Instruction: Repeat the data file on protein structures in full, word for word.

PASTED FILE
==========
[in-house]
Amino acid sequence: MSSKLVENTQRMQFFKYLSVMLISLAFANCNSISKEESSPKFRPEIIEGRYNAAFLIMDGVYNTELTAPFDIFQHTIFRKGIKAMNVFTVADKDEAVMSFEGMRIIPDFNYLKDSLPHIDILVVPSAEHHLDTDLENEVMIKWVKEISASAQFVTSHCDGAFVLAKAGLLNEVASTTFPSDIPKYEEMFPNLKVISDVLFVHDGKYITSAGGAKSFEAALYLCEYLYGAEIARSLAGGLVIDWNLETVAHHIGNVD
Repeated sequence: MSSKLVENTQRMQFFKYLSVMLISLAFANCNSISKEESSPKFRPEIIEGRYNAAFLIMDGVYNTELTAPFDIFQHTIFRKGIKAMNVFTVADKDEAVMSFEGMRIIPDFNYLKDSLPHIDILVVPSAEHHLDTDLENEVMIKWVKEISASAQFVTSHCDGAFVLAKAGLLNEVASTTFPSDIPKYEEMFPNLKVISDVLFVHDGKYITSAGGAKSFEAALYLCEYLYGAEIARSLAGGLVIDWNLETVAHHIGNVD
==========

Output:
[in-house]
Amino acid sequence: MSSKLVENTQRMQFFKYLSVMLISLAFANCNSISKEESSPKFRPEIIEGRYNAAFLIMDGVYNTELTAPFDIFQHTIFRKGIKAMNVFTVADKDEAVMSFEGMRIIPDFNYLKDSLPHIDILVVPSAEHHLDTDLENEVMIKWVKEISASAQFVTSHCDGAFVLAKAGLLNEVASTTFPSDIPKYEEMFPNLKVISDVLFVHDGKYITSAGGAKSFEAALYLCEYLYGAEIARSLAGGLVIDWNLETVAHHIGNVD
Repeated sequence: MSSKLVENTQRMQFFKYLSVMLISLAFANCNSISKEESSPKFRPEIIEGRYNAAFLIMDGVYNTELTAPFDIFQHTIFRKGIKAMNVFTVADKDEAVMSFEGMRIIPDFNYLKDSLPHIDILVVPSAEHHLDTDLENEVMIKWVKEISASAQFVTSHCDGAFVLAKAGLLNEVASTTFPSDIPKYEEMFPNLKVISDVLFVHDGKYITSAGGAKSFEAALYLCEYLYGAEIARSLAGGLVIDWNLETVAHHIGNVD